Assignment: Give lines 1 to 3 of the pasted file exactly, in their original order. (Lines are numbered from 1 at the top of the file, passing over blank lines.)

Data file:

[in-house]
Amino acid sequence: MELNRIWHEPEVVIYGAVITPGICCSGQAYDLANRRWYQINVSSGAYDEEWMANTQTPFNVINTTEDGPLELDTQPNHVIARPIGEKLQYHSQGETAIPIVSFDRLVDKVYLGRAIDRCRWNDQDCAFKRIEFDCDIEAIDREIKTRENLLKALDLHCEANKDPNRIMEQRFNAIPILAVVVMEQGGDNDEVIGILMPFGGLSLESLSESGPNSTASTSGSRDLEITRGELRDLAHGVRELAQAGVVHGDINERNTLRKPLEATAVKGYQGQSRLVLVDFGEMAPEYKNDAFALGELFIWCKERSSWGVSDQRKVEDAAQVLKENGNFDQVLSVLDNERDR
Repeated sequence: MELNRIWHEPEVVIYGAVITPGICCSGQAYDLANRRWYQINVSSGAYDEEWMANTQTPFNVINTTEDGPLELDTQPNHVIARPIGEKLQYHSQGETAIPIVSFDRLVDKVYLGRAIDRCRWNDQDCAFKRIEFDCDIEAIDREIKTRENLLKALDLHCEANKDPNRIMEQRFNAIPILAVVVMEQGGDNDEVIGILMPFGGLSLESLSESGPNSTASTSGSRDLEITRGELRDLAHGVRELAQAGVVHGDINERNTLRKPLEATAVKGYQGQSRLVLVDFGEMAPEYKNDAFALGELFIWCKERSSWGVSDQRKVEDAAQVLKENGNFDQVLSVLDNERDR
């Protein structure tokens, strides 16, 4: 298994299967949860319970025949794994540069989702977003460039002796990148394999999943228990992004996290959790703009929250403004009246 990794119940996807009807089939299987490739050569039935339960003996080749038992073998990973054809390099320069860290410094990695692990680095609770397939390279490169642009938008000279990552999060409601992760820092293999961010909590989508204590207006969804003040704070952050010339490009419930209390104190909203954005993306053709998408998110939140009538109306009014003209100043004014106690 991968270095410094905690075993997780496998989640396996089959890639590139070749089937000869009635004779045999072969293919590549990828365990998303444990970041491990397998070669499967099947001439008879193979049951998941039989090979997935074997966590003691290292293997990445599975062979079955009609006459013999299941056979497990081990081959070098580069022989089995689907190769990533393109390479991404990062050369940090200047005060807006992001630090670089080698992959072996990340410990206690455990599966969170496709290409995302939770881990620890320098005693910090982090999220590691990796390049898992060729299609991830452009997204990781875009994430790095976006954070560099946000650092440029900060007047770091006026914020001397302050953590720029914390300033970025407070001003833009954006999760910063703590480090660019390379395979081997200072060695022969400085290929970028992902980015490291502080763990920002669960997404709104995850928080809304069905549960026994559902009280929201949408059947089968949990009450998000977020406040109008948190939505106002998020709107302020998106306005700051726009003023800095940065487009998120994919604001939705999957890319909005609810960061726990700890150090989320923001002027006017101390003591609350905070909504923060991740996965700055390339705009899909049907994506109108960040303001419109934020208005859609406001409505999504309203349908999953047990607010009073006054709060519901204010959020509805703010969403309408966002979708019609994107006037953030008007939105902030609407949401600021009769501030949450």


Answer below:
[in-house]
Amino acid sequence: MELNRIWHEPEVVIYGAVITPGICCSGQAYDLANRRWYQINVSSGAYDEEWMANTQTPFNVINTTEDGPLELDTQPNHVIARPIGEKLQYHSQGETAIPIVSFDRLVDKVYLGRAIDRCRWNDQDCAFKRIEFDCDIEAIDREIKTRENLLKALDLHCEANKDPNRIMEQRFNAIPILAVVVMEQGGDNDEVIGILMPFGGLSLESLSESGPNSTASTSGSRDLEITRGELRDLAHGVRELAQAGVVHGDINERNTLRKPLEATAVKGYQGQSRLVLVDFGEMAPEYKNDAFALGELFIWCKERSSWGVSDQRKVEDAAQVLKENGNFDQVLSVLDNERDR
Repeated sequence: MELNRIWHEPEVVIYGAVITPGICCSGQAYDLANRRWYQINVSSGAYDEEWMANTQTPFNVINTTEDGPLELDTQPNHVIARPIGEKLQYHSQGETAIPIVSFDRLVDKVYLGRAIDRCRWNDQDCAFKRIEFDCDIEAIDREIKTRENLLKALDLHCEANKDPNRIMEQRFNAIPILAVVVMEQGGDNDEVIGILMPFGGLSLESLSESGPNSTASTSGSRDLEITRGELRDLAHGVRELAQAGVVHGDINERNTLRKPLEATAVKGYQGQSRLVLVDFGEMAPEYKNDAFALGELFIWCKERSSWGVSDQRKVEDAAQVLKENGNFDQVLSVLDNERDR